Cebu continues to be one of the fastest-growing provinces in the country. Living up to its moniker as the Queen City of the South, Cebu City is one of the leading cities of the country when it comes to tourism. With its airport open to international flights, it’s become easier for our neighboring countries to visit the island directly, completely bypassing Manila. Aside from the airport, the government continues to invest in infrastructure on the island, therefore attracting businesses and producing more jobs.
These changes and progress take up a lot of power, both manpower and electrical. Thus, to sustain the growth of the island, Cebu must start investing in alternative power sources to achieve energy independence.
Natural gas is a non-renewable resource that is found in deep underground rock formations. It consists primarily of methane and alkanes and comes from decomposed plant and animal matter exposed to high heat. Natural gas can produce energy, provide heat for buildings, fuel vehicles and power industrial furnaces.
In addition, natural gas is a much cleaner fuel than oil and coal plus the fact that it is indigenous to the Philippines makes it a better alternative.
Wind energy farms are not new in the country and have already been present in the Philippines for decades. Two famous wind farms are located in Banqui and Burgos, Ilocos Norte while Rizal has a smaller one in Pililia, Rizal. Each wind farm produces a significant amount of energy for the communities around it. The Banqui wind farm produces 33MW of power while the Burgos wind farm remains to be the largest in Southeast Asia, covering over 600 hectares of land.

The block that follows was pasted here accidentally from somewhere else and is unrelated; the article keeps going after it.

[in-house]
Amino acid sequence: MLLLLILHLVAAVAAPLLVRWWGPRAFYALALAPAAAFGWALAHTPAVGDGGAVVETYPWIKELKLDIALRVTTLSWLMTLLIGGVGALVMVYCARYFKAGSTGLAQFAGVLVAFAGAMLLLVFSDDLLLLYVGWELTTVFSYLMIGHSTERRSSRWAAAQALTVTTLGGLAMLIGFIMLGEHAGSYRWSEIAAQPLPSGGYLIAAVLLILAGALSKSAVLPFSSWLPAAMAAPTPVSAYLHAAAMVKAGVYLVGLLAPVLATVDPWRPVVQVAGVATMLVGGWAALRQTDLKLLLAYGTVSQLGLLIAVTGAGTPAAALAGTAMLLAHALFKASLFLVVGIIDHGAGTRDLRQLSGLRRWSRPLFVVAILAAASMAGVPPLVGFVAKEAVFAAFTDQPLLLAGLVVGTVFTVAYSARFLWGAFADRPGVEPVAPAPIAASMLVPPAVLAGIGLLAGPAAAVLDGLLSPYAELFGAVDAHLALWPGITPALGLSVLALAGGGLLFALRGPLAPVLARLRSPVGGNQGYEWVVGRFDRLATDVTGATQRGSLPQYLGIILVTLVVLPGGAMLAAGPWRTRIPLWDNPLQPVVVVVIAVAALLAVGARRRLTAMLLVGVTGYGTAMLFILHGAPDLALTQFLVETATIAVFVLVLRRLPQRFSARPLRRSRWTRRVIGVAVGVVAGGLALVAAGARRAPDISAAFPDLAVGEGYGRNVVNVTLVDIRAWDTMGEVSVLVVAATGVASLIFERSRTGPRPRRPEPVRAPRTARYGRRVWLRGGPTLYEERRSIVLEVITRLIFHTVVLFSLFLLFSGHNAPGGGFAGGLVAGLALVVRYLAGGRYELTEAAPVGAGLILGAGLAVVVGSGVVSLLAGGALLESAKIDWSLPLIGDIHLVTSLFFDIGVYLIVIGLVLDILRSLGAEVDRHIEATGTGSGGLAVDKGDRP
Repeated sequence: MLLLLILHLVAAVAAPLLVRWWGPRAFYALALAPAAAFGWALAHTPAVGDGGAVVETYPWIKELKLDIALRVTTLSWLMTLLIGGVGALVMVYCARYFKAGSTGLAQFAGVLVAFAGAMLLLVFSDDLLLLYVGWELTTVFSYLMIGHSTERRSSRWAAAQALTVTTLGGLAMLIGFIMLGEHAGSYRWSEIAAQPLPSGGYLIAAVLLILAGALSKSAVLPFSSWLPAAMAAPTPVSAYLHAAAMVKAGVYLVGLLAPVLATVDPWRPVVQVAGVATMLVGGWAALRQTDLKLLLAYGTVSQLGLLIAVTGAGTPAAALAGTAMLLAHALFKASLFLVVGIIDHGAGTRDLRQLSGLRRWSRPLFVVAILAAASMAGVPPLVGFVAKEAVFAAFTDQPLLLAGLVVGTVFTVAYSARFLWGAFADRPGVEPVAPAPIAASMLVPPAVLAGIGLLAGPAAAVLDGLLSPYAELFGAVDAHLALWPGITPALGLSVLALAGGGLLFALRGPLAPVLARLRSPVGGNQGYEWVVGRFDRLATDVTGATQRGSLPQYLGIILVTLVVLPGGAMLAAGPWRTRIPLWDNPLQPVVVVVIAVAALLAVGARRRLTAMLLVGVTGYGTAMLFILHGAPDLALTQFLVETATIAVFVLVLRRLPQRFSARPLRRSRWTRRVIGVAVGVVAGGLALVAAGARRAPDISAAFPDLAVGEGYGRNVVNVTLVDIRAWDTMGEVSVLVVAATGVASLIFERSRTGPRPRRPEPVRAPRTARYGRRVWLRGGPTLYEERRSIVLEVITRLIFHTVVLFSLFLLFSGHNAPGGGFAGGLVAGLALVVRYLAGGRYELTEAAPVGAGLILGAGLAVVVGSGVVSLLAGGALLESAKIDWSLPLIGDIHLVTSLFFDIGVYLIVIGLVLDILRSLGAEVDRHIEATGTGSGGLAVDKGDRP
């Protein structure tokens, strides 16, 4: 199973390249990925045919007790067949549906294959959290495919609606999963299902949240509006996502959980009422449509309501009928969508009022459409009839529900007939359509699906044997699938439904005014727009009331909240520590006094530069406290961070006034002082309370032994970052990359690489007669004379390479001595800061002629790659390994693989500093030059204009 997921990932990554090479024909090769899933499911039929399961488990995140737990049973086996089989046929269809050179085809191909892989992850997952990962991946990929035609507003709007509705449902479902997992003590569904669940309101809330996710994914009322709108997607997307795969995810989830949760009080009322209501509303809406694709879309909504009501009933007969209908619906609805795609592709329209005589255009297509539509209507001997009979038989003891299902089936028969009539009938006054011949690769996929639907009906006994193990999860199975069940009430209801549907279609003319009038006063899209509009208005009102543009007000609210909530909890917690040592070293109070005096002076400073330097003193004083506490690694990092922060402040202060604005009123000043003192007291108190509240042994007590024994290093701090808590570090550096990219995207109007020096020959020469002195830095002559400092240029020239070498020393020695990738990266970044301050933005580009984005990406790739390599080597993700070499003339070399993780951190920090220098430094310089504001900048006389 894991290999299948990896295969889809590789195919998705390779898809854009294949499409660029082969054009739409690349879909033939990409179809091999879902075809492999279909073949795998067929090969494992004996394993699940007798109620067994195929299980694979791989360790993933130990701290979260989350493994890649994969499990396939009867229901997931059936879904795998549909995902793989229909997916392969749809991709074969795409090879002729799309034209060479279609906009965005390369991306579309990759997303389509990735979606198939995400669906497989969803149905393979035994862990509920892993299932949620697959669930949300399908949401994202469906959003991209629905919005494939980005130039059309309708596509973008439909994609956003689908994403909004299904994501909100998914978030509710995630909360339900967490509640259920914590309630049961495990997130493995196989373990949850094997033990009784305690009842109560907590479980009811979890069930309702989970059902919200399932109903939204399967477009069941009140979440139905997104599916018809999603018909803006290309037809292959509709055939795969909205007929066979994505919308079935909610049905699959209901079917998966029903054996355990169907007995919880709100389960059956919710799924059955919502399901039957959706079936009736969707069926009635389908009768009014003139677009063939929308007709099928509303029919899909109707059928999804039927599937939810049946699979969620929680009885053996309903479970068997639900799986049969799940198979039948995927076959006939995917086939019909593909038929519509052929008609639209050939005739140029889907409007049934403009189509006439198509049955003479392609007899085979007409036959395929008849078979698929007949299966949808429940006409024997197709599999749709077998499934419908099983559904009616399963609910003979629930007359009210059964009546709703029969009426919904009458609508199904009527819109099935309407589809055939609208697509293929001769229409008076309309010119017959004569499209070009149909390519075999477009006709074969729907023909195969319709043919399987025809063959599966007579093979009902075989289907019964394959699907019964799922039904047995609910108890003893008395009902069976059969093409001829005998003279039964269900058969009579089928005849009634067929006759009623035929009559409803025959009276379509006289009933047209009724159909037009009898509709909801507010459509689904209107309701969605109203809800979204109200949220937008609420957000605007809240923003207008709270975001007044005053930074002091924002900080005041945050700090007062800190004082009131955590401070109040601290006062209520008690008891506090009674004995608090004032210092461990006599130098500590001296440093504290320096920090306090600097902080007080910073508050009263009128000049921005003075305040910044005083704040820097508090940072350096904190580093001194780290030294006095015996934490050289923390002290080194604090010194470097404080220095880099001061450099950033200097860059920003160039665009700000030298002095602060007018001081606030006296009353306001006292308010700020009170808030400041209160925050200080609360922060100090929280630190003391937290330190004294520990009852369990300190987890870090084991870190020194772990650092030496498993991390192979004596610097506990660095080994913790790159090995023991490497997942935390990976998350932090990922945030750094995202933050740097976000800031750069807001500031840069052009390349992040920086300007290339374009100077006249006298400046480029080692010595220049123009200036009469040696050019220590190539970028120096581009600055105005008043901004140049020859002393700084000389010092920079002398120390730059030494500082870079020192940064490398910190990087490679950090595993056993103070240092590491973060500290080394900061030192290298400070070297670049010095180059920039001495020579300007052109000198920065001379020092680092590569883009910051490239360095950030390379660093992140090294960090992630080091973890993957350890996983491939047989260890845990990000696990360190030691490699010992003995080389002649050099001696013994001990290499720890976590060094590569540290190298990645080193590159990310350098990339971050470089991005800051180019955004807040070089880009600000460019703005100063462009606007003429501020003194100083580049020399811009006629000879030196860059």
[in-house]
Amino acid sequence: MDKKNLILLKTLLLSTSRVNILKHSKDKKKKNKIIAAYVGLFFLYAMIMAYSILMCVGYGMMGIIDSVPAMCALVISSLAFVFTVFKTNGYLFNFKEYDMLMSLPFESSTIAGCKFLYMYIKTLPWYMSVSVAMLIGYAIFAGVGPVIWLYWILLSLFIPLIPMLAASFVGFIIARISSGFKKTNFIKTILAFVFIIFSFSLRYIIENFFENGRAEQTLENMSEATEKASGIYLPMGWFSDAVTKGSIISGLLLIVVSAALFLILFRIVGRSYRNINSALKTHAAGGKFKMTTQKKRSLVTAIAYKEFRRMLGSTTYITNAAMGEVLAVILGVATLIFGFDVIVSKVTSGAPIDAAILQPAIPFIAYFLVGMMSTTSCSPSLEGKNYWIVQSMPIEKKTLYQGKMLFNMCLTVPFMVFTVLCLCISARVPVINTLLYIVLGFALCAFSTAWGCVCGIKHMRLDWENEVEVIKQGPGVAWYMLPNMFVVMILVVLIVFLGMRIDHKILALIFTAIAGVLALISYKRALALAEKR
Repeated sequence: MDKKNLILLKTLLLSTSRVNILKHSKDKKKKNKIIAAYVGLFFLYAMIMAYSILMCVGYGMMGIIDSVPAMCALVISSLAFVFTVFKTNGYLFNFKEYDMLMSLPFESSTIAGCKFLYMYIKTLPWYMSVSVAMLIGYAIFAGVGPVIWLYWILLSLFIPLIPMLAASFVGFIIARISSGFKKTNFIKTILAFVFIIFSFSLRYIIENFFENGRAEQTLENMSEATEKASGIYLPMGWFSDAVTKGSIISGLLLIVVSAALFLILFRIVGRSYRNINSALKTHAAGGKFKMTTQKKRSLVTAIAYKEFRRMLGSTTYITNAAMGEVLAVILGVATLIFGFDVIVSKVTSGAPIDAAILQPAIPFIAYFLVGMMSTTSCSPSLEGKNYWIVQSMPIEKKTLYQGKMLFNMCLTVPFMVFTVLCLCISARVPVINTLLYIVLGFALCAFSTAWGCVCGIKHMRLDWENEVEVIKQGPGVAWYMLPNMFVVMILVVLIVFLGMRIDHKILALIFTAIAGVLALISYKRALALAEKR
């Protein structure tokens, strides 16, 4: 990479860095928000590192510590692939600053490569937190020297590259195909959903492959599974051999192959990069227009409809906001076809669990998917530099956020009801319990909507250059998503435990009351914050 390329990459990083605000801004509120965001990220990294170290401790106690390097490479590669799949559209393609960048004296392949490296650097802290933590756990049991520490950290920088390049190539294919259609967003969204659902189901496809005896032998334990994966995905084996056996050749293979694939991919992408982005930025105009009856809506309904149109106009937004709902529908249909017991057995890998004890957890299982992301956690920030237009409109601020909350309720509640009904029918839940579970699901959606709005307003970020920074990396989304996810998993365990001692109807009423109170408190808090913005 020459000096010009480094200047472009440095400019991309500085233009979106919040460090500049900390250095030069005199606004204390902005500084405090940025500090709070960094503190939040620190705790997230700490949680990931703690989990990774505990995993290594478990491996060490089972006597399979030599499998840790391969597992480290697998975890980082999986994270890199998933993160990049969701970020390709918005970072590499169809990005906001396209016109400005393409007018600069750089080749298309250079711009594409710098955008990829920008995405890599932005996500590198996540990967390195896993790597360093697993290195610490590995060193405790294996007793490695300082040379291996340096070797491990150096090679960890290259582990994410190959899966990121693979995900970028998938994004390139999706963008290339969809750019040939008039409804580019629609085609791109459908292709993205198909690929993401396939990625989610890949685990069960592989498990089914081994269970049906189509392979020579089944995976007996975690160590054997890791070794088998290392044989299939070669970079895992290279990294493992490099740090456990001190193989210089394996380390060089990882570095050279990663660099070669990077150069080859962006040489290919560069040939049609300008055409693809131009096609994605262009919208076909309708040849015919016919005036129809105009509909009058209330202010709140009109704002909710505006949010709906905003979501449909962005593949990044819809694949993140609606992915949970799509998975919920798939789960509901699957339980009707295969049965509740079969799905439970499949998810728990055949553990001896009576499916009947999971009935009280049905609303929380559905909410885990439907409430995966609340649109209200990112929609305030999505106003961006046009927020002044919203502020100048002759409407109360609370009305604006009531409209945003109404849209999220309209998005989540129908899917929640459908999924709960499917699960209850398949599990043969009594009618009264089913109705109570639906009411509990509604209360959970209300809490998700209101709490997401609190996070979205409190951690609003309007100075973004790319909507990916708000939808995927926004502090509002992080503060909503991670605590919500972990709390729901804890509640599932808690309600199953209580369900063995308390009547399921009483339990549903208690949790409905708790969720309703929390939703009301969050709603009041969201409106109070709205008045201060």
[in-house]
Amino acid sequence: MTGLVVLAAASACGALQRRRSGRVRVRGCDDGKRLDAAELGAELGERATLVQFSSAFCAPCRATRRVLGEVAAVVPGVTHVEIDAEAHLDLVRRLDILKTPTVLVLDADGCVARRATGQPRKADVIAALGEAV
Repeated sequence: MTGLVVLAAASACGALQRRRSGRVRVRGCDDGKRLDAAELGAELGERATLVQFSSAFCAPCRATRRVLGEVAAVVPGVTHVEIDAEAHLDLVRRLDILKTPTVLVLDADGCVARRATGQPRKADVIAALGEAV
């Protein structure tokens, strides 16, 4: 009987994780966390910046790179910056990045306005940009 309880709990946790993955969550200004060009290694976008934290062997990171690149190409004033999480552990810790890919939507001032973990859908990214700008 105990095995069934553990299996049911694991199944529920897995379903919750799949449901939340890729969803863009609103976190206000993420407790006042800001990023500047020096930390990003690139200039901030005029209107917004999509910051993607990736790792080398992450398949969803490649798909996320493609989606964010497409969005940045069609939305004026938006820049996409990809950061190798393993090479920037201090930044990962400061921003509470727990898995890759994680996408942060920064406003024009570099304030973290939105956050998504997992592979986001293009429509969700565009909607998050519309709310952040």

Wind energy is harvested by using the airflow that passes through wind turbines. The faster the winds, the more energy the turbines produce. Its passage through the turbines provide mechanical power that, in turn, turn electric generators on. Wind farms are a great source of power – it’s renewable and sustainable, and with far less impact on the environment. The only downside is its initial investment. It costs a lot to gather the materials for the turbines, not to mention building and maintaining the farm.
Solar power, as the name explicitly states, is the conversion of sunlight to energy through the use of solar panels. Given that the Philippines is a tropical country, getting lots of sun throughout the year, this energy source is highly plausible to use. It’s renewable and highly sustainable with little to no negative effect on the environment.
However, similar to wind energy, solar power can cost a lot during pre-production. Solar panels are quite expensive and to produce a lot of energy, several of it will be needed.
While this does not solve Cebu’s need for energy independence, this shows the many different power sources that Cebu can choose from. The province might not even need to choose just one, as all of them can be established in the province and fuel its continuous growth in the form of energy for its infrastructures.
However, before choosing, it is best to know the advantages and disadvantages of each one to be fully prepared of the benefits and consequences it might bring.